She calls out, hoping that someone will hear her. However, the only living creature nearby is a stray dog. The stray dog wanders into the summer home, as Gerald left the door open. The dog then begins to lick up Gerald’s blood from the floor, much to Jessie’s disgust.
Jessie throws an ashtray at the dog, in an attempt to make it leave. The dog leaves, but drags a part of Gerald’s arm with it, and dines on it.
After the dog leaves, Jessie hears voices in her head that speak to her about a painful incident from her past. Jessie also begins to realize how thirsty she is, and wonders how she will be able to reach a glass of water that is nearby.
Finally, Jessie is able to reach the glass of water, with much effort. She is finally able to drink from the glass, after she finds a card nearby and uses it as a straw. In the meantime, Jessie continues to hear the voices in her sub-conscious mind. One of these voices is the voice of her college roommate, Ruth. Many years ago, Jessie nearly confessed a secret from her childhood to Ruth, but backed out of the confession at the last minute, even moving out of their shared apartment to avoid speaking about the subject ever again.
Eventually, Jessie falls asleep, and dreams about her past, while the stray dog continues to dine on the body of her husband.
Jessie awakens after a short time and is disoriented. She soon becomes frightened, as she believes she sees a man standing in the room with her. The man appears to be hideously deformed, and does not speak. He also wields a chainsaw. Jessie calls out to him, but the man does not respond, and seems to leave the house.
Again, Jessie falls asleep. She then begins to dream of the day she witnessed a solar eclipse, in the company of her father at the family’s summer home, when she was 10 years old.
However, the total darkness of the eclipse was not the only thing witnessed by Jessie. She was also molested by her father that afternoon. Jessie immediately feels ashamed and blames herself, and attempts to cover up the incident, fearing that she will be blamed for it.
Jessie is confronted by her father after the incident, and she begs not to tell her mother, as she blames herself for the incident. Her father agrees, but Jessie is still filled with shame, and believes that if she were to tell anyone about the incident, it would tear her family apart.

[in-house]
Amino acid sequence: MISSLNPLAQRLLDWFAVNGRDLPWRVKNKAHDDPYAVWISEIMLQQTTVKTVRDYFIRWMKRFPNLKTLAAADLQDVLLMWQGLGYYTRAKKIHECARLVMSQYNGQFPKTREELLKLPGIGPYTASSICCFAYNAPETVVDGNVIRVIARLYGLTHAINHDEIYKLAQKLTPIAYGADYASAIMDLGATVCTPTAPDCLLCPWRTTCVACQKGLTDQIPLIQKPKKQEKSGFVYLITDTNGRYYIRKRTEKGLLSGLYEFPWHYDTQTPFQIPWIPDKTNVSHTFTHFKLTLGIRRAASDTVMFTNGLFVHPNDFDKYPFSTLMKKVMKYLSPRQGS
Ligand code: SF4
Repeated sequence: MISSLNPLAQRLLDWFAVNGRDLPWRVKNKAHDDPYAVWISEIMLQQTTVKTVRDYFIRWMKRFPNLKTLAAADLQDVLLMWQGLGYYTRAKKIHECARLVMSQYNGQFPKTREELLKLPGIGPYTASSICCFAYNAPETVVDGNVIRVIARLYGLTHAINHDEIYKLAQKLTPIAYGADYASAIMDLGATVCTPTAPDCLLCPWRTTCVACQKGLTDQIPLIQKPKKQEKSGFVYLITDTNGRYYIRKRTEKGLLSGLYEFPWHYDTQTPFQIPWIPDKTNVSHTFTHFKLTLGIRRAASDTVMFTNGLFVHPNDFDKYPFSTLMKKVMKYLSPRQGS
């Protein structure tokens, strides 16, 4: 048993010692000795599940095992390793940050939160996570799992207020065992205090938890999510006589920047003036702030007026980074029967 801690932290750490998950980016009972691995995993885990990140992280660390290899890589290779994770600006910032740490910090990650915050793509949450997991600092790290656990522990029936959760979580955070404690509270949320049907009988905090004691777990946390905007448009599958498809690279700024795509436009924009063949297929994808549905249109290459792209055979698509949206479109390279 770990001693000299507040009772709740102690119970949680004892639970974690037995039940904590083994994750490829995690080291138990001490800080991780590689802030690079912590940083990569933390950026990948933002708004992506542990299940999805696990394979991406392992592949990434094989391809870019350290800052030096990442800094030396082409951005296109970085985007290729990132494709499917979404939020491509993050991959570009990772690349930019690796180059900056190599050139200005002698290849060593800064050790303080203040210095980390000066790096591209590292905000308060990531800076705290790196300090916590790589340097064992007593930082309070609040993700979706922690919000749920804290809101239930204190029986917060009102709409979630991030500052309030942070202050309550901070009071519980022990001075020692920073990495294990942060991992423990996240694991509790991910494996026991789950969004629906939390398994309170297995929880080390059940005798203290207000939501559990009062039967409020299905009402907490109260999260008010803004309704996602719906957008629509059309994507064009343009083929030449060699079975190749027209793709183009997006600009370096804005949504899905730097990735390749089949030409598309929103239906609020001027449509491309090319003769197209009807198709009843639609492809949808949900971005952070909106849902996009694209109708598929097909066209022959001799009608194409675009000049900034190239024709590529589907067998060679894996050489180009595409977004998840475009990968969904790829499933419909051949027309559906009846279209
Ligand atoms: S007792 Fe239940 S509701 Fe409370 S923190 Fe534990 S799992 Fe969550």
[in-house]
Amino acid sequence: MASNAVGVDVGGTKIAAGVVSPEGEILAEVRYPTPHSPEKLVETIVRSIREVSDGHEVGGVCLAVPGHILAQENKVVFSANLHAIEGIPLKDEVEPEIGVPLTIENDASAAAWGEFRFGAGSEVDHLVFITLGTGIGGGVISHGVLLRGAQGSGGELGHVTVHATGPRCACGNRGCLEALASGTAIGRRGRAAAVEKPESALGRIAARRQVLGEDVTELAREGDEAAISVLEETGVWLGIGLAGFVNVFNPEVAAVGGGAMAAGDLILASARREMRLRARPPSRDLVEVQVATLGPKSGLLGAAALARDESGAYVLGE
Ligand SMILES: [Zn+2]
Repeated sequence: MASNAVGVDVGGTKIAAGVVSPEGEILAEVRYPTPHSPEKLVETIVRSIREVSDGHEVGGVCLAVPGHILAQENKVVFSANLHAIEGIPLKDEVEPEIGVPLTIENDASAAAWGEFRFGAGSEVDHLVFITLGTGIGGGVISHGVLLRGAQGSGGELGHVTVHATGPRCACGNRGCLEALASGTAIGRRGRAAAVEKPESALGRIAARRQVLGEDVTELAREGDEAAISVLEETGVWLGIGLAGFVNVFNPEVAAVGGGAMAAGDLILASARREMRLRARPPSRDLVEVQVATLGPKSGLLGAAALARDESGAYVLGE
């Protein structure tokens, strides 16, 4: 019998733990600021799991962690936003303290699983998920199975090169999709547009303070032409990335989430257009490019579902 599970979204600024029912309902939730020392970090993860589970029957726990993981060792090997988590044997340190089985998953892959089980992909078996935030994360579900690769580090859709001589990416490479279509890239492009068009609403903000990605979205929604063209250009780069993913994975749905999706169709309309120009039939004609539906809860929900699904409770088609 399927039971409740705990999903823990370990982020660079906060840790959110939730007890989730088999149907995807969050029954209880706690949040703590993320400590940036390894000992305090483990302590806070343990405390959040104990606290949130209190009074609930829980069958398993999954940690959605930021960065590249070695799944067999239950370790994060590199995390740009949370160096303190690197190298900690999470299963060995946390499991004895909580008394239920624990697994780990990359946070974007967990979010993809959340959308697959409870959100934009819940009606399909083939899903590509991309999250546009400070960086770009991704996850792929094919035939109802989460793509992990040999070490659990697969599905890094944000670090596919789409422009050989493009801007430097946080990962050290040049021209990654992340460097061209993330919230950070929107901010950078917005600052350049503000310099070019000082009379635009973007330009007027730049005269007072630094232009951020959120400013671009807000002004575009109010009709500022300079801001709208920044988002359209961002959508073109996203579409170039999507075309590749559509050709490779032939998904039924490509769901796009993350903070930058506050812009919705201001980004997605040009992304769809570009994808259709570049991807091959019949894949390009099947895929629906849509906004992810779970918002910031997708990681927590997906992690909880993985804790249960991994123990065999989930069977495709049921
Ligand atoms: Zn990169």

When Jessie wakes up again in the present, she again believes that she sees the same intruder she spotted before, and he appears to be armed with a chainsaw. She realizes that she must escape, as the man will likely return the next night.
Jessie also comes to the realization that the molestation was no “accident,” and that her father likely made plans so that he could be alone with his daughter, and take advantage of her love for him. Jessie also comes to the realization that she must stop blaming herself for her father’s perverse urges, and figure out a way to escape her current situation, before she perishes.
Jessie attempts to reach a bottle of hand lotion, in the hopes that she can use the lubrication to free herself of the handcuffs. However, the hand lotion escapes her grasp, much to her despair, and she fears that she will soon die.
Soon, Jessie finds an inventive way to escape her prison: she obtains a piece of broken glass, and cuts her own wrists. She then uses the blood as a lubricant, and is able to escape from the handcuffs. She attempts to use the phone to call for help, but it appears as if the phone lines in the house have been cut.
Jessie begins to make her way out of the house. Much to her horror, she sees the man she saw before, and he appears to be attempting to attack her. She throws her jewelry at the man, and tells him he can have it. However, he chases her out of the house. Jessie is able to make it to her vehicle and drives away.